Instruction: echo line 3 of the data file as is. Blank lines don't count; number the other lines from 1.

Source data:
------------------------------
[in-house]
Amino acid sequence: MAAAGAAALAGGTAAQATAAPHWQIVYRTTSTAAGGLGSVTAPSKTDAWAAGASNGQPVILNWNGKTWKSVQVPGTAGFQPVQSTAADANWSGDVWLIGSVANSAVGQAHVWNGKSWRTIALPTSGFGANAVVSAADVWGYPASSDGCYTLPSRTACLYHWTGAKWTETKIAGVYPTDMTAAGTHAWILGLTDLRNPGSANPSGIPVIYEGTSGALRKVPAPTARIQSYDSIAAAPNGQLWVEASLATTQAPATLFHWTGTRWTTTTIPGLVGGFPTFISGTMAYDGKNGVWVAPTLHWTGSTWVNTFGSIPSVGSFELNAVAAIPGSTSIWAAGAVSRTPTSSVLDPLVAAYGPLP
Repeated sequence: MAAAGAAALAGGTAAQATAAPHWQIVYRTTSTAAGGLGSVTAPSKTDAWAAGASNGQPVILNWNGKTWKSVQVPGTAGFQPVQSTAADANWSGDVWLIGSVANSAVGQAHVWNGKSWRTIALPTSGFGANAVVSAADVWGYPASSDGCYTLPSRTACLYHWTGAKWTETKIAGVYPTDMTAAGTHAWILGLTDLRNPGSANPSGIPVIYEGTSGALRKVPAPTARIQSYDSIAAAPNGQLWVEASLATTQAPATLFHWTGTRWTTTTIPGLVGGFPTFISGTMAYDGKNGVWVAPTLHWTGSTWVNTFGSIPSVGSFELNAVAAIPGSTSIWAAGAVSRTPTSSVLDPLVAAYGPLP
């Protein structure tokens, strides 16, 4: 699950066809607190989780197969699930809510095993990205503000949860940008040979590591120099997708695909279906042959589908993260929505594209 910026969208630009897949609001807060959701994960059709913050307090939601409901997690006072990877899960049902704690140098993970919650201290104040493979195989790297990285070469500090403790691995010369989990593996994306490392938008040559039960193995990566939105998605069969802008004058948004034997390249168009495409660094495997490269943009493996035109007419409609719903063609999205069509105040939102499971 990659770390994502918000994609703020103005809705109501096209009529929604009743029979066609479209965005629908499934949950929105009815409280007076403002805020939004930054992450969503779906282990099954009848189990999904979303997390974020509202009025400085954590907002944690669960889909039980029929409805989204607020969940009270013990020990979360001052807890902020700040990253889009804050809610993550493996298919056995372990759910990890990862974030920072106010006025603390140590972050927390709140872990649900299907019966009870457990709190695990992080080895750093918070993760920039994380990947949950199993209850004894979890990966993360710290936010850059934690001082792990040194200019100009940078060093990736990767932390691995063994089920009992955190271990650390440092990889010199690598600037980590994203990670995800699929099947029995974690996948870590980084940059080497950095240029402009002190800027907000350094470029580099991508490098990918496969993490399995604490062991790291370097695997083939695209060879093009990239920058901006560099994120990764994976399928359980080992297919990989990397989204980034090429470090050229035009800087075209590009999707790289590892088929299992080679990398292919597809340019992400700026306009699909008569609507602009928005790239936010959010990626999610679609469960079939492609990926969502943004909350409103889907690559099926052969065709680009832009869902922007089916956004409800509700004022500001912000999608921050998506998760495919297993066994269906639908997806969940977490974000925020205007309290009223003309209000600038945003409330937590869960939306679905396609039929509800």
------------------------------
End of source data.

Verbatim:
Repeated sequence: MAAAGAAALAGGTAAQATAAPHWQIVYRTTSTAAGGLGSVTAPSKTDAWAAGASNGQPVILNWNGKTWKSVQVPGTAGFQPVQSTAADANWSGDVWLIGSVANSAVGQAHVWNGKSWRTIALPTSGFGANAVVSAADVWGYPASSDGCYTLPSRTACLYHWTGAKWTETKIAGVYPTDMTAAGTHAWILGLTDLRNPGSANPSGIPVIYEGTSGALRKVPAPTARIQSYDSIAAAPNGQLWVEASLATTQAPATLFHWTGTRWTTTTIPGLVGGFPTFISGTMAYDGKNGVWVAPTLHWTGSTWVNTFGSIPSVGSFELNAVAAIPGSTSIWAAGAVSRTPTSSVLDPLVAAYGPLP